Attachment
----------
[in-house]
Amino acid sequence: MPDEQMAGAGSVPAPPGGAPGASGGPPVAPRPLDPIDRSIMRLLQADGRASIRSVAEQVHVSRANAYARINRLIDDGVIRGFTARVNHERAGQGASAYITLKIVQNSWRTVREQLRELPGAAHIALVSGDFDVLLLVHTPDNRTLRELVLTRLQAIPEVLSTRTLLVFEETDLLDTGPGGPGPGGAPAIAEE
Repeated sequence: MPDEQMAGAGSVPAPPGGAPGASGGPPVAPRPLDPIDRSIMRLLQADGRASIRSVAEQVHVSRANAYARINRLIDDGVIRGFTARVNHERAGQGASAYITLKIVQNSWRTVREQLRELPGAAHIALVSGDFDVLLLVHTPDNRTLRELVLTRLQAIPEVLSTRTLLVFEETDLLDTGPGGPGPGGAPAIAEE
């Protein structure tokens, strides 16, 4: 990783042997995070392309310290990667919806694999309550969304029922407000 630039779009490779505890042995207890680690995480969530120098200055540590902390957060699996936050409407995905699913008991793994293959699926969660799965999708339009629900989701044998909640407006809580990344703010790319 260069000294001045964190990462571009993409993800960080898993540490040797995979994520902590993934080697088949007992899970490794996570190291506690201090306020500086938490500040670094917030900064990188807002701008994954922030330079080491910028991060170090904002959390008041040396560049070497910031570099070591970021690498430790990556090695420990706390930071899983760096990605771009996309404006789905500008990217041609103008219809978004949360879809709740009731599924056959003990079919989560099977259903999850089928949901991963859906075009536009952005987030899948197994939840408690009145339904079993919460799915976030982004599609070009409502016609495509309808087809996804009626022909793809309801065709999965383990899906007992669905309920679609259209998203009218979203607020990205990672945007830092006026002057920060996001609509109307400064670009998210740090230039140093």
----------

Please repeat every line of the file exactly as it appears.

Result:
[in-house]
Amino acid sequence: MPDEQMAGAGSVPAPPGGAPGASGGPPVAPRPLDPIDRSIMRLLQADGRASIRSVAEQVHVSRANAYARINRLIDDGVIRGFTARVNHERAGQGASAYITLKIVQNSWRTVREQLRELPGAAHIALVSGDFDVLLLVHTPDNRTLRELVLTRLQAIPEVLSTRTLLVFEETDLLDTGPGGPGPGGAPAIAEE
Repeated sequence: MPDEQMAGAGSVPAPPGGAPGASGGPPVAPRPLDPIDRSIMRLLQADGRASIRSVAEQVHVSRANAYARINRLIDDGVIRGFTARVNHERAGQGASAYITLKIVQNSWRTVREQLRELPGAAHIALVSGDFDVLLLVHTPDNRTLRELVLTRLQAIPEVLSTRTLLVFEETDLLDTGPGGPGPGGAPAIAEE
């Protein structure tokens, strides 16, 4: 990783042997995070392309310290990667919806694999309550969304029922407000 630039779009490779505890042995207890680690995480969530120098200055540590902390957060699996936050409407995905699913008991793994293959699926969660799965999708339009629900989701044998909640407006809580990344703010790319 260069000294001045964190990462571009993409993800960080898993540490040797995979994520902590993934080697088949007992899970490794996570190291506690201090306020500086938490500040670094917030900064990188807002701008994954922030330079080491910028991060170090904002959390008041040396560049070497910031570099070591970021690498430790990556090695420990706390930071899983760096990605771009996309404006789905500008990217041609103008219809978004949360879809709740009731599924056959003990079919989560099977259903999850089928949901991963859906075009536009952005987030899948197994939840408690009145339904079993919460799915976030982004599609070009409502016609495509309808087809996804009626022909793809309801065709999965383990899906007992669905309920679609259209998203009218979203607020990205990672945007830092006026002057920060996001609509109307400064670009998210740090230039140093």